Automodello’s Gurney Eagles are beauties …
Dan Gurney stopped racing at the enf 1970, but his influence on open-wheel racing continued for decades afterward. Yet the 1970s and early 1980s were the zenith for his All-American Racers (AAR) Eagles.
Gurney’s Santa Ana, Calif.-based shop turned out highly competitive Eagle chassis for the Indy Car series. Eagles were consistent winners. Even the ultra-successful Team Penske used them for a while as they were outperforming Penske’s own chassis.
Yet in 1981 AAR went a whole new route with its design, making virtually everything behind the driver’s cockpit into a wing that created terrific downforce to increase cornering speeds.
Now, Automodello joins Replicarz in creating high-quality 1/43 scale resin historic Indy racers with its model of the AAR 1981 Eagle that sat on the front row for the Indy 500 and won a race in Milwaukee. It also makes a second Eagle that was entered in the 1981 race.
The radical Eagle design with its broad, flat rear side pods and extension behind the rear wheels, plus a small wing atop what was essentially a lower wing, caught everyone at the 500 by surprise. Mike Mosley, a speedy Indy veteran with tough luck, was the driver of Gurney’s famous No. 48.
In addition to its design, including two large air scoops hanging off the engine cover to feed air to its fragile Chevrolet V8, the Eagle was painted a bright yellow and white and labeled the Pepsi Challenger.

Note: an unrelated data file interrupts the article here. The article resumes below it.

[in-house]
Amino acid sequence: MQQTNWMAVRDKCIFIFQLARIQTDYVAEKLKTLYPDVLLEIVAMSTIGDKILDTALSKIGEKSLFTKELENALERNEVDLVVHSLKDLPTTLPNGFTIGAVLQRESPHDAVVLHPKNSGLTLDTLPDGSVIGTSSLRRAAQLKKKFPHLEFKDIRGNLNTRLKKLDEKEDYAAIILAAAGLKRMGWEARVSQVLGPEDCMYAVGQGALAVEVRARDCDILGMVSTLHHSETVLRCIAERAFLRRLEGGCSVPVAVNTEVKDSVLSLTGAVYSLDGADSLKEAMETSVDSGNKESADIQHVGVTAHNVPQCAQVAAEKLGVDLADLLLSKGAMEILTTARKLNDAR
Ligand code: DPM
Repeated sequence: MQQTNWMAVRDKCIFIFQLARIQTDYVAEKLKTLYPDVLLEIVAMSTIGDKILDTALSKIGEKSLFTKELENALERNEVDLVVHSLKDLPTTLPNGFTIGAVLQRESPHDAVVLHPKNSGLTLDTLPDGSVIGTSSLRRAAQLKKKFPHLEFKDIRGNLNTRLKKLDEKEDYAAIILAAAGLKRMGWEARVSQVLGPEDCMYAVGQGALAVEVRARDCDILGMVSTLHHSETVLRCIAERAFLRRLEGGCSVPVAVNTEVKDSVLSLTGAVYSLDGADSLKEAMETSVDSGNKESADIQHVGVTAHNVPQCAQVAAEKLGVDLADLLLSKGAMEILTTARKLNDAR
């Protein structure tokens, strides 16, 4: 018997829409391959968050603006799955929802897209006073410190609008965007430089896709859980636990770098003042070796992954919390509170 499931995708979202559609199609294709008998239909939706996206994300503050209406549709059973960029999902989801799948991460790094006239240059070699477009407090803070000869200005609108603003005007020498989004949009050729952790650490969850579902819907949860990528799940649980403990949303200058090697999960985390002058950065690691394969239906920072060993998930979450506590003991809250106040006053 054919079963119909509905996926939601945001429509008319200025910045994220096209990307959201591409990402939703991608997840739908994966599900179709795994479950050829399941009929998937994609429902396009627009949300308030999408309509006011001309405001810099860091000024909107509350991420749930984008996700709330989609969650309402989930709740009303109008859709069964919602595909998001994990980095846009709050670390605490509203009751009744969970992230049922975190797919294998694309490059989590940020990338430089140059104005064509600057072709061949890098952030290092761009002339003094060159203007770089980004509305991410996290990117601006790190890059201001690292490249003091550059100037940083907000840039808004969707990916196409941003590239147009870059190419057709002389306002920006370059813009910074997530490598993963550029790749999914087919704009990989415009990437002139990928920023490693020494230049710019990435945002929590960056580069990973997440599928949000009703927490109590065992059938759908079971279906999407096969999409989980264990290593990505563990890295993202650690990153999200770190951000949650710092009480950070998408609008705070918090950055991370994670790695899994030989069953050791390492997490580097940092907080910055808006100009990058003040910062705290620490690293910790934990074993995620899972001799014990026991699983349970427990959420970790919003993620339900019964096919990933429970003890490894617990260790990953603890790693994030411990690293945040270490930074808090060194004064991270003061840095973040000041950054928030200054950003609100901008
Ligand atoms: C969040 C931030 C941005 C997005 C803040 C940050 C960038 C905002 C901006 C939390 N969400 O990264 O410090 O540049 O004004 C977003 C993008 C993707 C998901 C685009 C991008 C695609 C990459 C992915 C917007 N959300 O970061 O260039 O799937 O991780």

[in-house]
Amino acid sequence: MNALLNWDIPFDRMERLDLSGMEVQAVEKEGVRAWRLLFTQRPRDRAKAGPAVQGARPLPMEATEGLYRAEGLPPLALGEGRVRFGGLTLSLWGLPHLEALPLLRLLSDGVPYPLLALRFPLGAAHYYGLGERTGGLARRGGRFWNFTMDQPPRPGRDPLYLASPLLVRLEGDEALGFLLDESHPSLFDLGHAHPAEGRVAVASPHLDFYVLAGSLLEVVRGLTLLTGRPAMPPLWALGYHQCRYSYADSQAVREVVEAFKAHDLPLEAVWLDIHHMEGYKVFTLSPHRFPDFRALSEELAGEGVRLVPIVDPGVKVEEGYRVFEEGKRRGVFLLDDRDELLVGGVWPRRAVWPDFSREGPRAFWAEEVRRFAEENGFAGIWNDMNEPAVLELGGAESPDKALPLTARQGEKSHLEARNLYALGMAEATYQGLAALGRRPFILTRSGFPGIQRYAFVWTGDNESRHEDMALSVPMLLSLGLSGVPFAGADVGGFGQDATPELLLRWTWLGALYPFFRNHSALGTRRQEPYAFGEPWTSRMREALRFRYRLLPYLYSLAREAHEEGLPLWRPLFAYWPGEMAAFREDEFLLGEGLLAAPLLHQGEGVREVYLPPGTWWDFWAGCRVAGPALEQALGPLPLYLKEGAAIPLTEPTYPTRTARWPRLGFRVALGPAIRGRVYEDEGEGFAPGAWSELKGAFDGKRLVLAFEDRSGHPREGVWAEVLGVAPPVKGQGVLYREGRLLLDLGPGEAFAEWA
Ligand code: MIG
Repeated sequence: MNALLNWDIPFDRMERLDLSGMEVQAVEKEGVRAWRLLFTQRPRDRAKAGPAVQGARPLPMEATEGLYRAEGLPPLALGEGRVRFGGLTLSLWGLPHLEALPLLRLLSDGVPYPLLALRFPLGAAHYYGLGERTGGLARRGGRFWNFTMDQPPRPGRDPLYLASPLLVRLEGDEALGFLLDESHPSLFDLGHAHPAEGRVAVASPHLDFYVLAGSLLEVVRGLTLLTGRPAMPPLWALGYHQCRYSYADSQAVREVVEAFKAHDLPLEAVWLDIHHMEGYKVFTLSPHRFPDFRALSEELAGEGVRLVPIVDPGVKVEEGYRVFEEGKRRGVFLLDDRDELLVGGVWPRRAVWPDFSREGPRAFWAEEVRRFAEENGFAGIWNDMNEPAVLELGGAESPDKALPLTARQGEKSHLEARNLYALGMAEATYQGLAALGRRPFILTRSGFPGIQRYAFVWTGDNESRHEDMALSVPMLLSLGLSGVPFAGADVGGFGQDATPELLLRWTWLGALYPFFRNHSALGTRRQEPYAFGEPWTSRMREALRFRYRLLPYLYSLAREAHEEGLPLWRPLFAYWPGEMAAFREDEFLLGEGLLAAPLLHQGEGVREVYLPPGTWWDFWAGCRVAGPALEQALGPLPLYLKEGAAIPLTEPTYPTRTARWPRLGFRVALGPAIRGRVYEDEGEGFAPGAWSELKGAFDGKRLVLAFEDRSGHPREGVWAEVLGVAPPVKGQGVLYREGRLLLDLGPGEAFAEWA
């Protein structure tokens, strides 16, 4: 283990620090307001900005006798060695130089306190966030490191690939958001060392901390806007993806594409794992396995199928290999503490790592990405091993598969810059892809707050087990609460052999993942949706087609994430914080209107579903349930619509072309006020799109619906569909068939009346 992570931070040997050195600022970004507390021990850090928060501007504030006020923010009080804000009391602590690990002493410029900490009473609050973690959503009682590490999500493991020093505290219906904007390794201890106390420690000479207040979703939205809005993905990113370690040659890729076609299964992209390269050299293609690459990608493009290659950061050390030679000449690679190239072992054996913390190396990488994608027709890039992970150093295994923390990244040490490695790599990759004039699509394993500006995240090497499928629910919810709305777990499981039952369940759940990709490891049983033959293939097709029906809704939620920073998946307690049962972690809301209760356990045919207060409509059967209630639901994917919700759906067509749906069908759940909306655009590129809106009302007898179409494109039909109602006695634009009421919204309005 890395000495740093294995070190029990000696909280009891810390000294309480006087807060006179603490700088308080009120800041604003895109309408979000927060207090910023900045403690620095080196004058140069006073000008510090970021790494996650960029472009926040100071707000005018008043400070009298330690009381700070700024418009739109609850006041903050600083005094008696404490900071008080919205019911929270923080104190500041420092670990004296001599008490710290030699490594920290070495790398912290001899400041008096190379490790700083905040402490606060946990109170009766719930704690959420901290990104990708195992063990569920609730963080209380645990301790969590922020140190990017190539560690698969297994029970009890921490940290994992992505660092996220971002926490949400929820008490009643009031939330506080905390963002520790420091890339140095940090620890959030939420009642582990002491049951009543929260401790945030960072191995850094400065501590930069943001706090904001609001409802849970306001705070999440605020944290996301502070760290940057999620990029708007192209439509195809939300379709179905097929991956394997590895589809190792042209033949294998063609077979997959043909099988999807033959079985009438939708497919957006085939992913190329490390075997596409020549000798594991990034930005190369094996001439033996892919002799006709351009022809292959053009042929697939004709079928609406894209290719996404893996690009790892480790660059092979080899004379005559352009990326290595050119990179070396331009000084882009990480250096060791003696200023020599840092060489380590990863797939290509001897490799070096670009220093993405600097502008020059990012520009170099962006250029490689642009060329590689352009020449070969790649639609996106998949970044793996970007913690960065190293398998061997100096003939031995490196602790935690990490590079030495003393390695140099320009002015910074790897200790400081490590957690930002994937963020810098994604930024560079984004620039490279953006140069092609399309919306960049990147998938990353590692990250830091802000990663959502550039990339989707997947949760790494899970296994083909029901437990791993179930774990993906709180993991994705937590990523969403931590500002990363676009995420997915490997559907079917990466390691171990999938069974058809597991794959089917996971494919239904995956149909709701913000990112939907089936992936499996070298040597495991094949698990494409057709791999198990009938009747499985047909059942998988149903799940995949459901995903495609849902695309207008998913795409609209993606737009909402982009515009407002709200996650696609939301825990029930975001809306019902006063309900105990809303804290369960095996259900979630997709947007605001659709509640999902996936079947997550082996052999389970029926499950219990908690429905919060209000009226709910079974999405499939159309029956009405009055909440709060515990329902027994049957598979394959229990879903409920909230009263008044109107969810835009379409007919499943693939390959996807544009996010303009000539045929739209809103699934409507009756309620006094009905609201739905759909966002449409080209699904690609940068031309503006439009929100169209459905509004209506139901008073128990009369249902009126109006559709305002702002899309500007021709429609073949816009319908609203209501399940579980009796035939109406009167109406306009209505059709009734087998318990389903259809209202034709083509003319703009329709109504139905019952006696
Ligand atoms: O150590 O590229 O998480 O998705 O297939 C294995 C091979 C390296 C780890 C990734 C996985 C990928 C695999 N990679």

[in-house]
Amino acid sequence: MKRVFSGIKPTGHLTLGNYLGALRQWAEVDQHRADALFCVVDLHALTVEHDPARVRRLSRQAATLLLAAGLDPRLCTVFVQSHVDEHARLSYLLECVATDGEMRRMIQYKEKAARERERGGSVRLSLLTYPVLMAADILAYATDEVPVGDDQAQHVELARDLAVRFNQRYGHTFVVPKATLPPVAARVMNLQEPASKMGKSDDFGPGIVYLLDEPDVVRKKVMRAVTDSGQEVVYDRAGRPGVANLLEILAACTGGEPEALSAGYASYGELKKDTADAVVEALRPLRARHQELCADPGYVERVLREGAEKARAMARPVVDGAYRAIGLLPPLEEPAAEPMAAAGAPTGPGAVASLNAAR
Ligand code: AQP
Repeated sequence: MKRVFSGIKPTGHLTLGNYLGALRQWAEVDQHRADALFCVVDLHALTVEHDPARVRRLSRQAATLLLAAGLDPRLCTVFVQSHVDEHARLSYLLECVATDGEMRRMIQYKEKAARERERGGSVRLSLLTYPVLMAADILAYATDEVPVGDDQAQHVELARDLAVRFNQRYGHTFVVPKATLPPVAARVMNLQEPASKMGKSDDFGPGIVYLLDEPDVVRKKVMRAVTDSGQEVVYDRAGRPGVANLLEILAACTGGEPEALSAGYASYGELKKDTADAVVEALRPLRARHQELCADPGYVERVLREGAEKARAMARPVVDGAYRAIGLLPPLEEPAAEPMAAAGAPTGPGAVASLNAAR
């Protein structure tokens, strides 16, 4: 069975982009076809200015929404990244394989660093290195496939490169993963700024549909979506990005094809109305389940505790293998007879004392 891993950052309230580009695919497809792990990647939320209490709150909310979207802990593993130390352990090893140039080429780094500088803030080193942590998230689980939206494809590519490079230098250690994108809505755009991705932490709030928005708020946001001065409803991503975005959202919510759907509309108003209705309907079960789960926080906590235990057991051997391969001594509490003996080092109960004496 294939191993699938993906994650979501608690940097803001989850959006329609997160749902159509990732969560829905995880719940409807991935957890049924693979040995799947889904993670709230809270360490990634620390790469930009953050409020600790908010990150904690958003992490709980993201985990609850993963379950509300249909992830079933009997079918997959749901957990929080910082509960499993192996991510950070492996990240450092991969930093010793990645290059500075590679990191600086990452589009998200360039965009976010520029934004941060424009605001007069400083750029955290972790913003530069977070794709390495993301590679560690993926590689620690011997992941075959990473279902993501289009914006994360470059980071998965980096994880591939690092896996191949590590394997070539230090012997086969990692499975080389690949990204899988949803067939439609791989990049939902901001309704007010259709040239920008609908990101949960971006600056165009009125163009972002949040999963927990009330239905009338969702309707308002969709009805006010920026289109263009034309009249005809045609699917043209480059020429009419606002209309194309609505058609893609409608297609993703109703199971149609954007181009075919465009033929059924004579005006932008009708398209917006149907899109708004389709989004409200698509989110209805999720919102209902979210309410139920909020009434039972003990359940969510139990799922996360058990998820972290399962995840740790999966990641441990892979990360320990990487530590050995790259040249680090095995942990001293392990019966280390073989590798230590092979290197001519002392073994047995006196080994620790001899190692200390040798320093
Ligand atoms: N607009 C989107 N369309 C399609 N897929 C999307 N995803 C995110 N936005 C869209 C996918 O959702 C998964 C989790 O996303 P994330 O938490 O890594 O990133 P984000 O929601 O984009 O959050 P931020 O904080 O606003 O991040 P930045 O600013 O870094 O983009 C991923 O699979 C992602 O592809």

AAR’s Eagle used what its designers called BLAT, “Boundary Layer Adhesion Technology,” that helped it adhere to the track and boost its speed. BLAT created twin vortices under the rear-end to create monster downforce.
Mosley narrowly missed sitting on the Indy 500 pole, but started second with a speed of 197.141. Sadly, the car’s pushrod stock block Chevy V8 conked out on lap 17 and Mosley finished 33rd. Redemption came the following weekend in Milwaukee, where problems had left Mosley as the last starter via a promotor’s option. Mosley climbed through the field and won the race by more than a lap. However, it was this Eagle’s sole win before the car’s design, like turbines before it, was outlawed by USAC, then the sport’s governing body.
Automodello creates both Mosley’s No. 48 Indy 500 car and the same car as driven later in the year to a pole position start at Riverside Raceway by Geoff Brabham. Both are bright yellow and white Pepsi Challenger models.
Automodello also offers the similar No. 49 Eagle driven by Chip Mead at the 1981 Indy 500, where it failed to make the race, ironic considering Mosley’s car was second fastest. The Mead car is equally stunning visually, in two-tone blue with white nose and a White Castle (hamburger chain) logo on its engine cover and UPS markings on its cockpit’s side.
Both cars offer sleek profiles with crisp molding of their bodies, including the thin front wings, small rear wing, body panels and lower skirts to direct air into the black mesh radiator vents. The racers have fins just in front of the rear tires, and the No. 48 includes air scoops to feed the V8, while the No. 49 is scoopless.
There are metal gas tank filler plates, a thin black roll bar behind the cockpit, a black racing seat and 3-spoke race steering wheel inside along with three visible gauges beyond the wheel. Seatbelts appear to be thin decals on the seats.
Both are Tribute Editions with 150 of the Mead car and 148 of the Pepsi Challenger being made. Another 192 of the Pepsi Challenger as Mosley drove it to the Milwaukee win are being made and include hand-signed Dan Gurney autographs. These cost a bit more at $194.95.
Vital Stats: 1981 AAR Gurney Eagles
Stock No.: 43A012 (Pepsi) / 43A011 (White Castle)